This is a guest post by Ben Finzel, founder of Washington, D.C.’s RENEWPR.
Today marks RENEWPR’s six-month anniversary in business. Even after 25 years in Washington (more than 17 of them in PR), I’ve learned a lot in the past six months of being a small business owner. While I know I have quite a bit more to learn about managing and building my own firm, here are six things I’ve learned in my first six months:
1) Small is beautiful.
There will always be a place for large, multinational, multidisciplinary PR firms. But there’s also an increasing interest by a wide range of clients in hiring small, nimble, senior counsel-focused firms that can get a lot done without the huge price tag generally required of working with a big shop.
This trend means those of us in small firms have the opportunity to do a wide variety of work, including some targeted activities that wouldn’t make sense for a larger firm. In launching my business, I was hoping that would be the case, but I didn’t really know it was true until I began seeing those kinds of opportunities for myself.
2) Launching a new business is a bit like starting over again.
I’ve learned a lot in my 25 years in Washington (shout out to my colleagues at Edelman, FleishmanHillard and Widmeyer for teaching me so much).
But starting your own business often means beginning again, even if you have a well-developed reputation. You have to reintroduce yourself to the marketplace in the new context of YOUR firm and YOUR point of view. It’s fun, but it can be a surprise to realize that you need to view every day as another opportunity to get your name out there in a new way.
3) Client loyalty boosts credibility.
I’ve worked with many great clients over the years, but there’s nothing like being rehired by a former client when you’ve just launched a new business. I’ve had that experience already and I greatly appreciate it. It’s a real boost to have the opportunity to work with smart people with whom you already have a great rapport and understanding–and the signal that sends about the strength of a new firm is helpful, too.
4) Referrals and recommendations rock.
Like many people in our industry, I’ve worked hard to build a large network of friends and colleagues over the years–and I assumed that my network would be a good source of encouragement and advice as I built my new business.
What I didn’t expect was just how helpful those friends and colleagues would be in referring and recommending new business to me; I’ve gained several clients this year thanks to the kind recommendations of long-time friends and colleagues. This help has been nothing short of amazing and I recognize how fortunate I am to have those lifelong relationships.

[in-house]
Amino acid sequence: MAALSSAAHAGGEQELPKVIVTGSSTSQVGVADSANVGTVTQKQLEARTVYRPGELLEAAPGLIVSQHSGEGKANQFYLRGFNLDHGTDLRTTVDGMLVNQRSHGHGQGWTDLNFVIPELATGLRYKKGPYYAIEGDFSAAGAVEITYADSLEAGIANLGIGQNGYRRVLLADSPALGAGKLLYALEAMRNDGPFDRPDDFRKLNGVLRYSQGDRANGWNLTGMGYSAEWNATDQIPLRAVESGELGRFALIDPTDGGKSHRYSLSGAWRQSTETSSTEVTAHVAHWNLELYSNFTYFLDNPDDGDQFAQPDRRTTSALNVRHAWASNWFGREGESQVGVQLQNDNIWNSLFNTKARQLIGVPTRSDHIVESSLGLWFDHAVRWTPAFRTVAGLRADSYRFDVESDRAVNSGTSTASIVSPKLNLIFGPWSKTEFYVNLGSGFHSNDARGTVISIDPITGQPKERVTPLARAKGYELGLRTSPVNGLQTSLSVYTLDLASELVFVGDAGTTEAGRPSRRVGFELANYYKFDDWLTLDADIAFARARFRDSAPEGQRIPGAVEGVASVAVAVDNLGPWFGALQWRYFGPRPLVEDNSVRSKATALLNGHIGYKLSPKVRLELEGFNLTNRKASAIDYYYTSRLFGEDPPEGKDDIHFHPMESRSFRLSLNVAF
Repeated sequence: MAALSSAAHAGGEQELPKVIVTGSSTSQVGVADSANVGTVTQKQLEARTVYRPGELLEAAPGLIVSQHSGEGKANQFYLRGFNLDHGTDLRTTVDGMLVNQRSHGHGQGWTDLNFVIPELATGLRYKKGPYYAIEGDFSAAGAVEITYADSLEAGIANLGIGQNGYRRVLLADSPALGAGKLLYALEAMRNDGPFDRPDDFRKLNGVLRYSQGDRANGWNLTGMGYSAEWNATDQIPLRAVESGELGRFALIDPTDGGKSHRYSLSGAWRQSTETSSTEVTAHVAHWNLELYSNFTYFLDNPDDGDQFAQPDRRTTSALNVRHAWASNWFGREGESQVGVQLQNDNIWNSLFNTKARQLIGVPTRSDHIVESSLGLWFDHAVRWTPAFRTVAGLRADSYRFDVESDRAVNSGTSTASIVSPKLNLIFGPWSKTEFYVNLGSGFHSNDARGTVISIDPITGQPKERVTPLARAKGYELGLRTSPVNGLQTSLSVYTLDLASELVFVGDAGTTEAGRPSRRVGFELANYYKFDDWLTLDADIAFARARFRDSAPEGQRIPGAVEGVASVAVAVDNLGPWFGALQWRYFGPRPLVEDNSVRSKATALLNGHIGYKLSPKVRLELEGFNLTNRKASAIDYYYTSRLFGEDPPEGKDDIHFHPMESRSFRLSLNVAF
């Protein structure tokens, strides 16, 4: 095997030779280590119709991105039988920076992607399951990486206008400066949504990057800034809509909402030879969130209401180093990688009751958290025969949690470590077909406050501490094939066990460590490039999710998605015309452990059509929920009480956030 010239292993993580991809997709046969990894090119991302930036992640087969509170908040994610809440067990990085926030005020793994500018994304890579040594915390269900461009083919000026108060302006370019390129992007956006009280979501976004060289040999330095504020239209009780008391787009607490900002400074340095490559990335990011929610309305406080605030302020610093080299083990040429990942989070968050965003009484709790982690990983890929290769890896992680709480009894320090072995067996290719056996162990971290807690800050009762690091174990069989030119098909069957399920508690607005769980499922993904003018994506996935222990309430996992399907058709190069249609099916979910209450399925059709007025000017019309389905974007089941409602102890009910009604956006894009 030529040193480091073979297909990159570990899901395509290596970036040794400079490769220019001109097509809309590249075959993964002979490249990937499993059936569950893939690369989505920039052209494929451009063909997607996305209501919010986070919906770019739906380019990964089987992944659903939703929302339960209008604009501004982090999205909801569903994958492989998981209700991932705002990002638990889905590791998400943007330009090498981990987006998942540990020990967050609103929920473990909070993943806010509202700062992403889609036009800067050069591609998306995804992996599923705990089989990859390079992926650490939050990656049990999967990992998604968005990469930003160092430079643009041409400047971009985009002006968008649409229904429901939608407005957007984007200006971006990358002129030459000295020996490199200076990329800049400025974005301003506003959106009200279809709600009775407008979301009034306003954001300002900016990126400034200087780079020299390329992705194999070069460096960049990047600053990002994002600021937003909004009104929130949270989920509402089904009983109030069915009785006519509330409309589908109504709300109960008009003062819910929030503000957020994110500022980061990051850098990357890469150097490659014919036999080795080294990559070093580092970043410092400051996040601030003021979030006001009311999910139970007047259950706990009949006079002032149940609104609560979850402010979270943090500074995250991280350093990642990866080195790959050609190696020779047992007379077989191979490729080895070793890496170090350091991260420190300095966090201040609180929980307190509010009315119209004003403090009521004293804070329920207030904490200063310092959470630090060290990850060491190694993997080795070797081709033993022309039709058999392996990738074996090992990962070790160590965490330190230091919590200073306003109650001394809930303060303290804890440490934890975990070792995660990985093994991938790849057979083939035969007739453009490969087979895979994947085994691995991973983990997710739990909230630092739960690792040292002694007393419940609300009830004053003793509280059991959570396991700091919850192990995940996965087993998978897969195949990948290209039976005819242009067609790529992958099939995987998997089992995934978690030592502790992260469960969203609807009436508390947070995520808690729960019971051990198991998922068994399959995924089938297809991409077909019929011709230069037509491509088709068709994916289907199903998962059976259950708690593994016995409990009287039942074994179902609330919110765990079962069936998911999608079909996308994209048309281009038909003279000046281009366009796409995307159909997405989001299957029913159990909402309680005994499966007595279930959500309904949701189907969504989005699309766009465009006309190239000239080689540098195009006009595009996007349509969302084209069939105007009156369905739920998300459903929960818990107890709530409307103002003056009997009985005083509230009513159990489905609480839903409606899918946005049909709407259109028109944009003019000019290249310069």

5) Partnerships and collaboration are everything.
In building out the initial structure of my firm, I decided that I wanted to partner with other independent practitioners and firms to ensure I could offer a full suite of services. I lined up a great group of former colleagues and have already had multiple opportunities to work with several of them.
I’ve also started to collaborate with other PR firms and affiliated businesses beyond PR. This combined approach helps me win business I might not otherwise get and ensures that I have the opportunity to work with smart people whose work I already know and respect.
6) The boutique PR world can be friendly and collaborative.
In thinking about starting my own firm over the past several years, I had always assumed that the large number of people “with their own shingle” would mean that the boutique PR world was even more competitive than the big firm environment. But I have been pleasantly surprised at the level of cooperation, collaboration and community that I’ve seen from other PR boutiques.
That could be mostly a function of the awesome networking group I joined (hello Solo PR Pros!), but I think it’s also due to the understanding we all share: we recognize that we’re all in this together and that makes us much more willing to help each other.
I don’t know what the next six months or the next six years will bring, but I do know that I’m more convinced every day that launching my own firm was the right thing for me to do at this point in my career. And that, perhaps more than anything else, is the most important lesson of all.